THE tiger mosquito is still very present in France. Last year, theAedes albopictus – the scientific name of the insect – recognizable by its black and white stripes, had left a bad memory. As of January 1, 2023, it had colonized 71 departments, a number that has been constantly increasing since its installation in mainland France in 2004. This mosquito, which bites more in the morning and evening, had been the cause of 65 “indigenous cases” of dengue fever. , concentrated in the south of France. These cases refer to patients who have not traveled to areas where the virus is widely circulating such as the Antilles, but were bitten by a mosquito itself infected through contact with an infected traveler.
And This year, the trend looks “fairly similar”. Around forty indigenous cases have been recorded so far – but the season is not yet over – says Marie-Claire Paty, coordinator of vector-borne disease surveillance at Public Health France. France had nine “outbreaks” last year, and eight, for now, in 2023.
Dengue is a viral disease which results in high fever with, in rare cases, progression to a more serious form causing bleeding. However, deaths are very rare (around 0.01% of all cases).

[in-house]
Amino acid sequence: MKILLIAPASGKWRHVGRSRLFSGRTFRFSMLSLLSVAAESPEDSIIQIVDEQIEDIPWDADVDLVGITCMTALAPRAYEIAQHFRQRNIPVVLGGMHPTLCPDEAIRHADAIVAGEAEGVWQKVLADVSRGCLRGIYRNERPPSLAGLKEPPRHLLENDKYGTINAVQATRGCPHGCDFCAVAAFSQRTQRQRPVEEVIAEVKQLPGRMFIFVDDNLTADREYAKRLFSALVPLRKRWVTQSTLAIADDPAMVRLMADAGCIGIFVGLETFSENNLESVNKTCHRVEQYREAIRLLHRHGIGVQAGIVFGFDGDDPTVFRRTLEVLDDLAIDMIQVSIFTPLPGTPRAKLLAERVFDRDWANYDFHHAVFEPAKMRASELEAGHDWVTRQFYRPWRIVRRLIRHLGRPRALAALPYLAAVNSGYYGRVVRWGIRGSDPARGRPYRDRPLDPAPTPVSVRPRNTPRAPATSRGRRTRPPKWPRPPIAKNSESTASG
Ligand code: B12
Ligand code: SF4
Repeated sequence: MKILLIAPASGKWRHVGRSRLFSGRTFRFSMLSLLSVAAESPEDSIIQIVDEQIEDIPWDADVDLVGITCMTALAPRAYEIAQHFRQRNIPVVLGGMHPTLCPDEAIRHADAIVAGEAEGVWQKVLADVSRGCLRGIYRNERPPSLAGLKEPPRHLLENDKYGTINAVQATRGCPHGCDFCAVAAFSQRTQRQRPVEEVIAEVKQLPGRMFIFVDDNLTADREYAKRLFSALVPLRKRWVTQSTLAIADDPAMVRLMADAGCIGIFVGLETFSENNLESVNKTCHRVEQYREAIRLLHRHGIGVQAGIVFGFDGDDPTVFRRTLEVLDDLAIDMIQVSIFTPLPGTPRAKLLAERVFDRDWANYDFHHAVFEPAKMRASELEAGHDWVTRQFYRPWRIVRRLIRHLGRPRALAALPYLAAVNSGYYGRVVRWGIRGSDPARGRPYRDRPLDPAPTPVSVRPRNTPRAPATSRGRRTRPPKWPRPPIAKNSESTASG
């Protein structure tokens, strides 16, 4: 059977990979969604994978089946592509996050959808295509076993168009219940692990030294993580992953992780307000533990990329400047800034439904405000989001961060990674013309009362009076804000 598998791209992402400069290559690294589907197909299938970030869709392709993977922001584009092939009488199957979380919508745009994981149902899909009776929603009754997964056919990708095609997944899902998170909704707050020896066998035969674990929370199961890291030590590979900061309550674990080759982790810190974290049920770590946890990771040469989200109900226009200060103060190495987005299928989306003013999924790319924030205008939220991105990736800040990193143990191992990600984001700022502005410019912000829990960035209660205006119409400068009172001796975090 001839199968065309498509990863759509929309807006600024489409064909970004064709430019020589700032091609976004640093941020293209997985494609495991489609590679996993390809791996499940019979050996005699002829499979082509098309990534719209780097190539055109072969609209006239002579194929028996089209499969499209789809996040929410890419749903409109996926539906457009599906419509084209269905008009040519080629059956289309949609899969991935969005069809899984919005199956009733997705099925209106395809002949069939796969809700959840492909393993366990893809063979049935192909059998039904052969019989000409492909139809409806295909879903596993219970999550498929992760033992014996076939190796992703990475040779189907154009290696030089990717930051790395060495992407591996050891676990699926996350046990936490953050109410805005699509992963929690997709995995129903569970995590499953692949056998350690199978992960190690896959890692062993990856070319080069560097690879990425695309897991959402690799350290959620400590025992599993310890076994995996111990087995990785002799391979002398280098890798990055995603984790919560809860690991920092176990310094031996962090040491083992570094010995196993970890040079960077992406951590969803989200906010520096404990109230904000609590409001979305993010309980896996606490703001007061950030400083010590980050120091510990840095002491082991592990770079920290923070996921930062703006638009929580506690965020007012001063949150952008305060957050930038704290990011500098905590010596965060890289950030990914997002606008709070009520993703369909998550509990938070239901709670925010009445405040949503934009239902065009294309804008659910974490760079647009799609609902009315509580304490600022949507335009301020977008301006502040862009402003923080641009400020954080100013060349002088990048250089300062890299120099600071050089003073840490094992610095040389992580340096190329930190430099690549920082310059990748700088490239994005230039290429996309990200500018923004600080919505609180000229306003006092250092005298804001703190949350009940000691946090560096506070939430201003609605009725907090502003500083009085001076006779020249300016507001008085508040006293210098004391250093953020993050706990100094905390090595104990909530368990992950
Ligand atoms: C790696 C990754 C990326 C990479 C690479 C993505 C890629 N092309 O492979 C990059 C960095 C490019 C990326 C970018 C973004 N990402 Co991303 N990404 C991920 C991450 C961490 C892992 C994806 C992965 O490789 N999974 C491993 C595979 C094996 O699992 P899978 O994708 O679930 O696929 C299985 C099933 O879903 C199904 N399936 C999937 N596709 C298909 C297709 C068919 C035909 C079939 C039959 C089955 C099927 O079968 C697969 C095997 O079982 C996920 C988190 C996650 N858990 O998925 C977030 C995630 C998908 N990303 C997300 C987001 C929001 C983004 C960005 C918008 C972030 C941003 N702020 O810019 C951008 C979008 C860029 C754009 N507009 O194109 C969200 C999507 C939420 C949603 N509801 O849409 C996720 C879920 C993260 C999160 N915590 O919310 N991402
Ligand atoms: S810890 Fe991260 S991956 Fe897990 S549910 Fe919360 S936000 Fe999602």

The impact of global warming
Overseas, the Antilles have been in an epidemic phase since mid-August, and health authorities are monitoring profiles at risk of serious forms, particularly patients with sickle cell anemia. This epidemic has contributed to an already record number of cases of dengue imported into France – more than 1,300 so far. And for the first time, an indigenous case was recorded in Île-de-France in October, in Limeil-Brévannes (Val-de-Marne), about fifteen kilometers southeast of Paris.
These cases were previously observed in southern regions, with a climate a priori more favorable to the tiger mosquito. The northward expansion of the tiger mosquito is favored by global warming: the warmer it is, the more the mosquito’s development cycle shortens. The speed of multiplication of the virus inside the insect also increases, under the effect of temperature.
The expansion of the tiger mosquito, however, remains mainly driven by travel and human behavior. Health authorities will therefore have to be extra vigilant during the 2024 Olympic Games, which will encourage, in the height of the summer season, the mixing of populations. “This is one of the anticipated risks, we are preparing for it,” assures Dr Marie-Claire Paty.